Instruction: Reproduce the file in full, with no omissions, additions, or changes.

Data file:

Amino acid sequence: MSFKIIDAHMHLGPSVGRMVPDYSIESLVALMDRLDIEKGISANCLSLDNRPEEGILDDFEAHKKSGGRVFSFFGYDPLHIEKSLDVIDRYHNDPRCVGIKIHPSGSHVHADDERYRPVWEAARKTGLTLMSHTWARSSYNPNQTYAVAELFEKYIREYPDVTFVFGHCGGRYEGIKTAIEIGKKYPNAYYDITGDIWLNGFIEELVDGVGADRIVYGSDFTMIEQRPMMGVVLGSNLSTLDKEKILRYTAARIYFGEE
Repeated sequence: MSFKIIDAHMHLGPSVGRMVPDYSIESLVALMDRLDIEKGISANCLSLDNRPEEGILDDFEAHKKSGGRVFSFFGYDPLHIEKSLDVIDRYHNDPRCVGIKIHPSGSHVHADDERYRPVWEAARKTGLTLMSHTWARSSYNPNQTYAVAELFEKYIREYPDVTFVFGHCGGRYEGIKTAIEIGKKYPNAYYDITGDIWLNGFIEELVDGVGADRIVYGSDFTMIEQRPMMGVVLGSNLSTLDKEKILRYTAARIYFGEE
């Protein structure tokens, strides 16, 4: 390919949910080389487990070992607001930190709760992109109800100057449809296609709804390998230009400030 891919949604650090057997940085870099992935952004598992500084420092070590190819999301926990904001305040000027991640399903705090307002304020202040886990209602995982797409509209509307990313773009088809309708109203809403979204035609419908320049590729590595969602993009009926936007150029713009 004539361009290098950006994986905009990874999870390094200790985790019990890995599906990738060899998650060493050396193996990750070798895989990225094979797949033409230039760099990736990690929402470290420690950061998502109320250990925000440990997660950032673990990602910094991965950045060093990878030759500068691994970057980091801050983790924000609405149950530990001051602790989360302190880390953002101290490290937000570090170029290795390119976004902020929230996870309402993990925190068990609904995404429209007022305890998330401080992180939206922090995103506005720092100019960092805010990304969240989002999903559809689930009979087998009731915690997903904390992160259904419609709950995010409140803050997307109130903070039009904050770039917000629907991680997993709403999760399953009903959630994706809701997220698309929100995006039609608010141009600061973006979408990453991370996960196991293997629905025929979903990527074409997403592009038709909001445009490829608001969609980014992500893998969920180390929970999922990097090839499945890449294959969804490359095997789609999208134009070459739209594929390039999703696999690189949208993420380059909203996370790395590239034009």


Amino acid sequence: MSFKIIDAHMHLGPSVGRMVPDYSIESLVALMDRLDIEKGISANCLSLDNRPEEGILDDFEAHKKSGGRVFSFFGYDPLHIEKSLDVIDRYHNDPRCVGIKIHPSGSHVHADDERYRPVWEAARKTGLTLMSHTWARSSYNPNQTYAVAELFEKYIREYPDVTFVFGHCGGRYEGIKTAIEIGKKYPNAYYDITGDIWLNGFIEELVDGVGADRIVYGSDFTMIEQRPMMGVVLGSNLSTLDKEKILRYTAARIYFGEE
Repeated sequence: MSFKIIDAHMHLGPSVGRMVPDYSIESLVALMDRLDIEKGISANCLSLDNRPEEGILDDFEAHKKSGGRVFSFFGYDPLHIEKSLDVIDRYHNDPRCVGIKIHPSGSHVHADDERYRPVWEAARKTGLTLMSHTWARSSYNPNQTYAVAELFEKYIREYPDVTFVFGHCGGRYEGIKTAIEIGKKYPNAYYDITGDIWLNGFIEELVDGVGADRIVYGSDFTMIEQRPMMGVVLGSNLSTLDKEKILRYTAARIYFGEE
């Protein structure tokens, strides 16, 4: 390919949910080389487990070992607001930190709760992109109800100057449809296609709804390998230009400030 891919949604650090057997940085870099992935952004598992500084420092070590190819999301926990904001305040000027991640399903705090307002304020202040886990209602995982797409509209509307990313773009088809309708109203809403979204035609419908320049590729590595969602993009009926936007150029713009 004539361009290098950006994986905009990874999870390094200790985790019990890995599906990738060899998650060493050396193996990750070798895989990225094979797949033409230039760099990736990690929402470290420690950061998502109320250990925000440990997660950032673990990602910094991965950045060093990878030759500068691994970057980091801050983790924000609405149950530990001051602790989360302190880390953002101290490290937000570090170029290795390119976004902020929230996870309402993990925190068990609904995404429209007022305890998330401080992180939206922090995103506005720092100019960092805010990304969240989002999903559809689930009979087998009731915690997903904390992160259904419609709950995010409140803050997307109130903070039009904050770039917000629907991680997993709403999760399953009903959630994706809701997220698309929100995006039609608010141009600061973006979408990453991370996960196991293997629905025929979903990527074409997403592009038709909001445009490829608001969609980014992500893998969920180390929970999922990097090839499945890449294959969804490359095997789609999208134009070459739209594929390039999703696999690189949208993420380059909203996370790395590239034009």